February 2021In the global metal-trading ecosystem everything starts with the metal producers. Without the contributions of miners and smelters, modern life would look very different. After all, our means of transportation, communication, and energy transmission and storage, to name a few, often rely on metal. For the London Metal Exchange (LME) and its physically delivered non-ferrous contracts, metal producers are very important. The ability to take and make delivery of metal via LME contracts ensures the prices discovered on the LME are in line with the physical market. In order to guarantee quality and specification of delivered metal, the LME reviews, vets and approves individual metal producers to register their production as an LME brand.
In this article we give a high level overview of LME brands and the listing process by answering these three questions:
- What is an LME brand?
- Why is it important for a producer to have their metal listed on the LME as an LME brand?
- How does a producer list their production on the LME as an LME brand?
What is an LME brand?
The LME maintains a list of producers and their brands which are approved for delivery against LME contracts. As of August 2022 there were more than 450 brands listed on the LME from more than 55 countries. The following table gives an overview of brands per metal and the number of countries from which those brands emanate. The full list of LME approved brands is available here.
Metal that is listed as an LME brand needs to comply with the chemical composition requirements of that metal, as well as new responsible sourcing requirements, which will be phased in with full compliance required by 2023.
It is important to note here that only metal which features on the LME brands list can be used in the settlement of the LME’s physical contracts. Furthermore, that metal must also be delivered into one of the LME’s licensed warehouses before an electronic document representing entitlement (known as a “warrant” on the LME) can be issued.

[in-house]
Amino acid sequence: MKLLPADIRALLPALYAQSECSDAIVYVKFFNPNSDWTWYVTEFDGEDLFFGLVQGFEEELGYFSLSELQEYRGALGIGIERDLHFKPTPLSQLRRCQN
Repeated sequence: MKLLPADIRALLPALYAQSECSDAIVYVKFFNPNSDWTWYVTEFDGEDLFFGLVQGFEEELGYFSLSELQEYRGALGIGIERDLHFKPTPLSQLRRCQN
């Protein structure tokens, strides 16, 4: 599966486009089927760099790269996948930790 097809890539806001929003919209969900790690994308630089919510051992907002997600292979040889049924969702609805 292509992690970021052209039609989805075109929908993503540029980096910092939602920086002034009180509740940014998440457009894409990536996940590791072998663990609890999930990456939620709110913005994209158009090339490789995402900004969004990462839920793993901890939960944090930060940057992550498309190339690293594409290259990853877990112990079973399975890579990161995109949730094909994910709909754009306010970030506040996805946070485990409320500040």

For every LME metal there are specific warranting requirements with different rules for bundling, packaging, shape and weight. They are available in the LME Rulebook under the Special Contract Rules for each metal.
For buyers and sellers it is important to know exactly what constitutes deliverable material. This common base of understanding creates certainty and enables transparency for the whole supply chain, and allows for the creation of a liquid futures market. Buyers who want to take delivery at the LME are assured of a minimum quality/specification of the metal they receive.
Ultimately, LME brands underpin pricing on the LME. The prices discovered on the LME derive their value directly from the deliverable material on warrant. This is especially important for the LME Official Settlement Price which serves as the reference price in commercial transactions around the world.
Why is it important for a producer to have their metal listed as an LME brand?